EM Debt and Non-U.S. Exposure: EM had a rocky start to the fourth quarter. Weakness spilled over from the end of September, and then on October 7, the Israel-Hamas conflict began with Hamas terrorists entering Israel, taking hostages, and inflicting mass casualties on the civilian population. Higher Treasury yields prompted the underperformance of the investment grade space in EM relative to its high yield counterpart. However, by the end of the month, the sentiment had turned, U.S. Treasuries rallied, and EM followed suit. With more data indicating the FOMC has finished raising rates, softer landing scenarios for 2024 seemed more attainable and risk caught a bid. Also in October, the U.S. lifted several sanctions on Venezuela, including the ban on secondary trading, resulting in a massive rally in Venezuela and Petróleos de Venezuela, S.A. bond prices, which in aggregate were up 99% for the month. Investment Grade Corporates: The fourth quarter of 2023 was one of the strongest quarters on record, with 8.5% total returns for the investment grade market as spreads compressed 22 bps to 98 bps while yields fell from over 6% to closer to 5%. All industries were tighter with little differentiation by industry. Financials remain near historical wides relative to industrials and managed slight outperformance during this rally. Fundamentals are stable and technicals are strong. Long-dated industrials have extremely high demand with low supply - those are trading at their post-Global Financial Crisis tights. Valuations are the bottleneck in an otherwise positive outlook; the market is priced for a very favorable macroeconomic outcome. Ford was upgraded by S&P in late October, becoming the largest rising star on record with over $40 billion of debt outstanding. Walgreens was the most notable fallen angel of the quarter. For the full year, rising stars eclipsed $120 billion versus $21 billion of fallen angels. We see buying opportunities in banking and utilities, both of which have lagged. An overweight to BBB-rated bonds remains prudent, especially considering the pace of ratings improvements within that category. Corporate High Yield: High yield markets returned 13.4% for 2023. The fourth quarter was strong, with the combination of falling Treasury yields and declining credit spreads leading to over 7.1% in total returns. Credit spreads have tightened 73 bps during the quarter to +323 bps, a new low for the year. All industries were positive during the quarter, and while the market exhibits strong leverage metrics, they are starting to roll over as EBITDA growth has slowed. Interest coverage will continue to decline as low coupon debt is refinanced. If the decline in spreads and U.S. Treasury rates hold, the impact will be much more muted than expected a few months ago. Technicals are very favorable due to continued low levels of issuance, seven straight weeks of inflows, and bonds migrating to investment grade. We expect a meaningful pickup in bonds being called in 2024 given the maturities of most holdings and an expectation that issuers will get aggressive in pushing out maturities at these spread and Treasury rate levels. This should help performance, as many of these bonds still trade below par and may exhibit a similar dynamic to the IEP bond whose call was announced a few weeks ago. Securitized: Total returns for all securitized markets were positive for the quarter. Spreads for the asset class were marginally tighter versus U.S. Treasuries, thus generating positive excess returns versus risk-free assets. A dovish tone in the rates market was apparent due to declining inflation data and an increasing likelihood of a soft economic landing. In turn, our investments within consumer and credit-sensitive sectors continued to perform well versus alternatives. As in the third quarter, we continued to invest our marginal dollars into the more conservative parts of the capital structure as we get longer into the economic cycle. We maintained our overweight in ABS and RMBS as fundamentals and technical factors were both tailwinds for performance. As the slow repricing within the commercial real estate market continues, we judiciously added to our CMBS exposure via the new issue market. Lastly, we modestly increased our exposure to the agency MBS market as spreads remained wide to long-term averages versus their corporate investment grade counterparts. In our view, agency MBS affords our portfolios liquidity with attractive yields.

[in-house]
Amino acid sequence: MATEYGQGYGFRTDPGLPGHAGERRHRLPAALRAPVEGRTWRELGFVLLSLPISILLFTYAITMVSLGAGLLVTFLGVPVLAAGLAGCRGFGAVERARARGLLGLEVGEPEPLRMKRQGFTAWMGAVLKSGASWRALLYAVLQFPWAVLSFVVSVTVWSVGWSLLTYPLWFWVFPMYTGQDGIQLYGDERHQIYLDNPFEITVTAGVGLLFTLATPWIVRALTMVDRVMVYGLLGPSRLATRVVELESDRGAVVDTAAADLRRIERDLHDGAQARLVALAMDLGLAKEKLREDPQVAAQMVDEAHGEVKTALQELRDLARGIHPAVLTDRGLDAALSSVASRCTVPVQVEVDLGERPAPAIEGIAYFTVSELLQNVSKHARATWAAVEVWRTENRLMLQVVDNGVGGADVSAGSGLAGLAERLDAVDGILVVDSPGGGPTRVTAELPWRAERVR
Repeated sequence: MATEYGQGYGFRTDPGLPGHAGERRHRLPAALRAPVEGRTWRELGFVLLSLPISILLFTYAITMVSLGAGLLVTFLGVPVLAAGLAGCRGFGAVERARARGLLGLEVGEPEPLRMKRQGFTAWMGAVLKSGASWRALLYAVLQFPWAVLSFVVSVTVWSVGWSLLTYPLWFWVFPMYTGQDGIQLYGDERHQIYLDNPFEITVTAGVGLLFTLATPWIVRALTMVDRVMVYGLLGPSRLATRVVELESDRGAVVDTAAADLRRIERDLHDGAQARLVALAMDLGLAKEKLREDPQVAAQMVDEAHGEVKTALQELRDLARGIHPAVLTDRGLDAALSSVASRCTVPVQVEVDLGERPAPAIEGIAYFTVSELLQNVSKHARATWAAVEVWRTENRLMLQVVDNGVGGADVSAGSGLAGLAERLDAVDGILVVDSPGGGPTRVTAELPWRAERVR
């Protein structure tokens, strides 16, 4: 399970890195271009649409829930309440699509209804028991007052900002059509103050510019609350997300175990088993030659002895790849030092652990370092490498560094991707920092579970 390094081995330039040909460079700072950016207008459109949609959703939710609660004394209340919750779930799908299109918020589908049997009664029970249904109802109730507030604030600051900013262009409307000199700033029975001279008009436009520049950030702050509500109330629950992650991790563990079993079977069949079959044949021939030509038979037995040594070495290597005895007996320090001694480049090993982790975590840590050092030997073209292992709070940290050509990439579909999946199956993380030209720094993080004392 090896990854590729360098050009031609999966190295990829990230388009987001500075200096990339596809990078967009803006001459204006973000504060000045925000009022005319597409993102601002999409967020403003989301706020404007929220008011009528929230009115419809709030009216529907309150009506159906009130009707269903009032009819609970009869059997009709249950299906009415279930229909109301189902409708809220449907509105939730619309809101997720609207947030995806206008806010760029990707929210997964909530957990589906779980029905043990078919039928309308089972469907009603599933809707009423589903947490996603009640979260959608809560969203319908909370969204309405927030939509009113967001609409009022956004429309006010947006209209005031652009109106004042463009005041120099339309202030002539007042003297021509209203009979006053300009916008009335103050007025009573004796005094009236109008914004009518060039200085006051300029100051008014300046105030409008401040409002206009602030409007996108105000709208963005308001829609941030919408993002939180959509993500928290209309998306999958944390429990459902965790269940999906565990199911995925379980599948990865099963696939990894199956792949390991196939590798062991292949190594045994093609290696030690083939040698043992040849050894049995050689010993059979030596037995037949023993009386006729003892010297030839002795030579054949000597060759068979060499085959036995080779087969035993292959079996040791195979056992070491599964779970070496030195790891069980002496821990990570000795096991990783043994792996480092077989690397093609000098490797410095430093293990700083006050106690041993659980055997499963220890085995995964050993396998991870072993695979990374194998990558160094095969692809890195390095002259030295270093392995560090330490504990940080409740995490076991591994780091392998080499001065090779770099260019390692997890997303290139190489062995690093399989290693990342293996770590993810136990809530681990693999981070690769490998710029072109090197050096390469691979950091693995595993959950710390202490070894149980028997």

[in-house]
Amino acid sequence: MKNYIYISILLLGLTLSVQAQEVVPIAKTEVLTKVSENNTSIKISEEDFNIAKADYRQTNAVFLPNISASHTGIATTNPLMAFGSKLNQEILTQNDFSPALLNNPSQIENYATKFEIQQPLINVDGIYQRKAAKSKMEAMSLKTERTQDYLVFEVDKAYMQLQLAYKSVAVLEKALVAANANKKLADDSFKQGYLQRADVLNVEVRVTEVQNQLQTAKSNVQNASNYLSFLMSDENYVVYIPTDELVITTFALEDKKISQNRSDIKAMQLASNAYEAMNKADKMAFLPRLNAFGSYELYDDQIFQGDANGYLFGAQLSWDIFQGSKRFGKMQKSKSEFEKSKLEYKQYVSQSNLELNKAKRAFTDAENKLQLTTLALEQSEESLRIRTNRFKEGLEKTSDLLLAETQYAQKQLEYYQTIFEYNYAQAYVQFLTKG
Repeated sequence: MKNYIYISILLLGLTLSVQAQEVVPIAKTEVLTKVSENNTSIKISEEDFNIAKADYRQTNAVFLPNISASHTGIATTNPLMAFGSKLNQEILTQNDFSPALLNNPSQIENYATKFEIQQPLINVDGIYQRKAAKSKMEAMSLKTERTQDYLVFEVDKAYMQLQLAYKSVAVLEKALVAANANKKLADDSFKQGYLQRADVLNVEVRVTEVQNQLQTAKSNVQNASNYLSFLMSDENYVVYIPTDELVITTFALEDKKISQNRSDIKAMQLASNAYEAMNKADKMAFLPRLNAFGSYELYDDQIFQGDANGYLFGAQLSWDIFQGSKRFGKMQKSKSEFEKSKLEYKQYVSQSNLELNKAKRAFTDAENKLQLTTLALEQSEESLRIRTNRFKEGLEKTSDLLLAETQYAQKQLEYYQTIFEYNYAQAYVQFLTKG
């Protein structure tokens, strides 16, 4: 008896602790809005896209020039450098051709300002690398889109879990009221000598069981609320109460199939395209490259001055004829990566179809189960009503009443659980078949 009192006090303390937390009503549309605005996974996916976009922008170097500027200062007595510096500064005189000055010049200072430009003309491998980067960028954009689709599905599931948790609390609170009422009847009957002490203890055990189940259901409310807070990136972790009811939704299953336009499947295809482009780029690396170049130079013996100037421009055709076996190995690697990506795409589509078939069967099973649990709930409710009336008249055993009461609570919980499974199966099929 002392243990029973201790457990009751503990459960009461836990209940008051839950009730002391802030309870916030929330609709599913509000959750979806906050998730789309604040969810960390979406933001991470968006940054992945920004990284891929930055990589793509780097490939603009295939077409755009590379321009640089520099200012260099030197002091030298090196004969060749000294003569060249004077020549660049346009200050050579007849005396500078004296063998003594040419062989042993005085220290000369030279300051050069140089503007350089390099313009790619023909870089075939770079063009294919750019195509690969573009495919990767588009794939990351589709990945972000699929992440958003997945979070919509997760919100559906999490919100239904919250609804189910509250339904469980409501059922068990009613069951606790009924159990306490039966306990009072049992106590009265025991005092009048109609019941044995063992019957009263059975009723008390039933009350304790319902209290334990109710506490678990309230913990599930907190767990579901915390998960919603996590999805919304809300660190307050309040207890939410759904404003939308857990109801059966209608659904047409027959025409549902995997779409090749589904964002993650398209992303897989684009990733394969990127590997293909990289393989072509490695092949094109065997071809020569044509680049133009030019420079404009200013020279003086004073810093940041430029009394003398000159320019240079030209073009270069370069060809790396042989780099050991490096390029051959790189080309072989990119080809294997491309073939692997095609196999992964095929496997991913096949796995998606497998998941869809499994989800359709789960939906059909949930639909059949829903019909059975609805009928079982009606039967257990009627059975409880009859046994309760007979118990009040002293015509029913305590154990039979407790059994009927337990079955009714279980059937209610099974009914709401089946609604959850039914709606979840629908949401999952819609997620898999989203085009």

Our multi-sector relative value approach enables us to take advantage of opportunities when events that trigger volatility, such as inflation worries or geopolitical concerns, affect valuations. In the current environment, we believe some of the best total return and yield opportunities can be found in spread sectors. However, given the risk of a possible recession and spreads largely pricing in a soft landing, the Fund’s exposure to spread sectors that would typically be more negatively impacted, such as corporate high yield and emerging markets, are below long-term averages. Credit selection and positioning remain key. Specific sectors that demonstrate the best relative value for us include out-of-index/off-the-run ABS, non-agency RMBS, and the BBB-quality tier within corporate investment grade.